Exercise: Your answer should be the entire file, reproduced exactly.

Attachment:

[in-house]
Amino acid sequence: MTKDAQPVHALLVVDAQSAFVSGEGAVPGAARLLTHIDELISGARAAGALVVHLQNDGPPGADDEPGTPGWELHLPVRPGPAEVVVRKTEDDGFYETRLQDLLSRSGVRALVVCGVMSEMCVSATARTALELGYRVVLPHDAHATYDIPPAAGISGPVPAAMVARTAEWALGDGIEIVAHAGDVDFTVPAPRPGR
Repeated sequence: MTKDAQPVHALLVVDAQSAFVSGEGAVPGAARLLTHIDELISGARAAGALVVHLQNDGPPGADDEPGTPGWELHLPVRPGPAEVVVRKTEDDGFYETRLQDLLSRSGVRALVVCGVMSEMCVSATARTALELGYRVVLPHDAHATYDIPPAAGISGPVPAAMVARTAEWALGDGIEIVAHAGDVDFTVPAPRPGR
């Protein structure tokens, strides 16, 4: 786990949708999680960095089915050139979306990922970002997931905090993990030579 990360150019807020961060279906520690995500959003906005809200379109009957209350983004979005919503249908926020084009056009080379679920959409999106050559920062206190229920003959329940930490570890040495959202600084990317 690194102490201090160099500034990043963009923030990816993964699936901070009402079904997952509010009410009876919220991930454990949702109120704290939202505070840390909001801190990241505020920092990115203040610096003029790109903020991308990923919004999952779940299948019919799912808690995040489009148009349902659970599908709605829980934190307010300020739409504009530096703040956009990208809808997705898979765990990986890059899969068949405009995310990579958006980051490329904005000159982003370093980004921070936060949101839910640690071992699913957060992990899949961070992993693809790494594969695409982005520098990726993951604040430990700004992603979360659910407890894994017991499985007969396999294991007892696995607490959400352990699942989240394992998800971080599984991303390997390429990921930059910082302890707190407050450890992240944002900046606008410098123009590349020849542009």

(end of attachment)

[in-house]
Amino acid sequence: MTKDAQPVHALLVVDAQSAFVSGEGAVPGAARLLTHIDELISGARAAGALVVHLQNDGPPGADDEPGTPGWELHLPVRPGPAEVVVRKTEDDGFYETRLQDLLSRSGVRALVVCGVMSEMCVSATARTALELGYRVVLPHDAHATYDIPPAAGISGPVPAAMVARTAEWALGDGIEIVAHAGDVDFTVPAPRPGR
Repeated sequence: MTKDAQPVHALLVVDAQSAFVSGEGAVPGAARLLTHIDELISGARAAGALVVHLQNDGPPGADDEPGTPGWELHLPVRPGPAEVVVRKTEDDGFYETRLQDLLSRSGVRALVVCGVMSEMCVSATARTALELGYRVVLPHDAHATYDIPPAAGISGPVPAAMVARTAEWALGDGIEIVAHAGDVDFTVPAPRPGR
């Protein structure tokens, strides 16, 4: 786990949708999680960095089915050139979306990922970002997931905090993990030579 990360150019807020961060279906520690995500959003906005809200379109009957209350983004979005919503249908926020084009056009080379679920959409999106050559920062206190229920003959329940930490570890040495959202600084990317 690194102490201090160099500034990043963009923030990816993964699936901070009402079904997952509010009410009876919220991930454990949702109120704290939202505070840390909001801190990241505020920092990115203040610096003029790109903020991308990923919004999952779940299948019919799912808690995040489009148009349902659970599908709605829980934190307010300020739409504009530096703040956009990208809808997705898979765990990986890059899969068949405009995310990579958006980051490329904005000159982003370093980004921070936060949101839910640690071992699913957060992990899949961070992993693809790494594969695409982005520098990726993951604040430990700004992603979360659910407890894994017991499985007969396999294991007892696995607490959400352990699942989240394992998800971080599984991303390997390429990921930059910082302890707190407050450890992240944002900046606008410098123009590349020849542009």